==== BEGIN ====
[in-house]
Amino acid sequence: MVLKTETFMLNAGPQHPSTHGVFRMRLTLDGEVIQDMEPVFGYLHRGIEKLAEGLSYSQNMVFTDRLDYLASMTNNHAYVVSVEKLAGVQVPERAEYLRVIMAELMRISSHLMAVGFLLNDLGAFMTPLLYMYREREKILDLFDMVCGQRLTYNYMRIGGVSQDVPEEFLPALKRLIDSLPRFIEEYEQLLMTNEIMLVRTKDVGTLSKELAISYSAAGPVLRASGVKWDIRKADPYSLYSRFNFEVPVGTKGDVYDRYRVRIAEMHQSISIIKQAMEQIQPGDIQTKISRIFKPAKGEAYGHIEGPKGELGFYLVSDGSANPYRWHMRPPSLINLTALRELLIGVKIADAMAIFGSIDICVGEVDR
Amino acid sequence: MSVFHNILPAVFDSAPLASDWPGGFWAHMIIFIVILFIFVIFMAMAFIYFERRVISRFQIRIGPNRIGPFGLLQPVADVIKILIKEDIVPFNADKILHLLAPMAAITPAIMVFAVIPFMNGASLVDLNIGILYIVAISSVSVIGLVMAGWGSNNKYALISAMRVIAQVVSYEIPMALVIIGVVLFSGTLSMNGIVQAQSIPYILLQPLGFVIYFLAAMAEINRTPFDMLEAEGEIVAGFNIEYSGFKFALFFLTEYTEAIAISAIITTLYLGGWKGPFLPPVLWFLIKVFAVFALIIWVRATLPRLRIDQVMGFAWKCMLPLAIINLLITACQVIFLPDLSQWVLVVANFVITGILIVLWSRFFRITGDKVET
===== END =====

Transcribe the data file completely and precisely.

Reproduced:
[in-house]
Amino acid sequence: MVLKTETFMLNAGPQHPSTHGVFRMRLTLDGEVIQDMEPVFGYLHRGIEKLAEGLSYSQNMVFTDRLDYLASMTNNHAYVVSVEKLAGVQVPERAEYLRVIMAELMRISSHLMAVGFLLNDLGAFMTPLLYMYREREKILDLFDMVCGQRLTYNYMRIGGVSQDVPEEFLPALKRLIDSLPRFIEEYEQLLMTNEIMLVRTKDVGTLSKELAISYSAAGPVLRASGVKWDIRKADPYSLYSRFNFEVPVGTKGDVYDRYRVRIAEMHQSISIIKQAMEQIQPGDIQTKISRIFKPAKGEAYGHIEGPKGELGFYLVSDGSANPYRWHMRPPSLINLTALRELLIGVKIADAMAIFGSIDICVGEVDR
Amino acid sequence: MSVFHNILPAVFDSAPLASDWPGGFWAHMIIFIVILFIFVIFMAMAFIYFERRVISRFQIRIGPNRIGPFGLLQPVADVIKILIKEDIVPFNADKILHLLAPMAAITPAIMVFAVIPFMNGASLVDLNIGILYIVAISSVSVIGLVMAGWGSNNKYALISAMRVIAQVVSYEIPMALVIIGVVLFSGTLSMNGIVQAQSIPYILLQPLGFVIYFLAAMAEINRTPFDMLEAEGEIVAGFNIEYSGFKFALFFLTEYTEAIAISAIITTLYLGGWKGPFLPPVLWFLIKVFAVFALIIWVRATLPRLRIDQVMGFAWKCMLPLAIINLLITACQVIFLPDLSQWVLVVANFVITGILIVLWSRFFRITGDKVET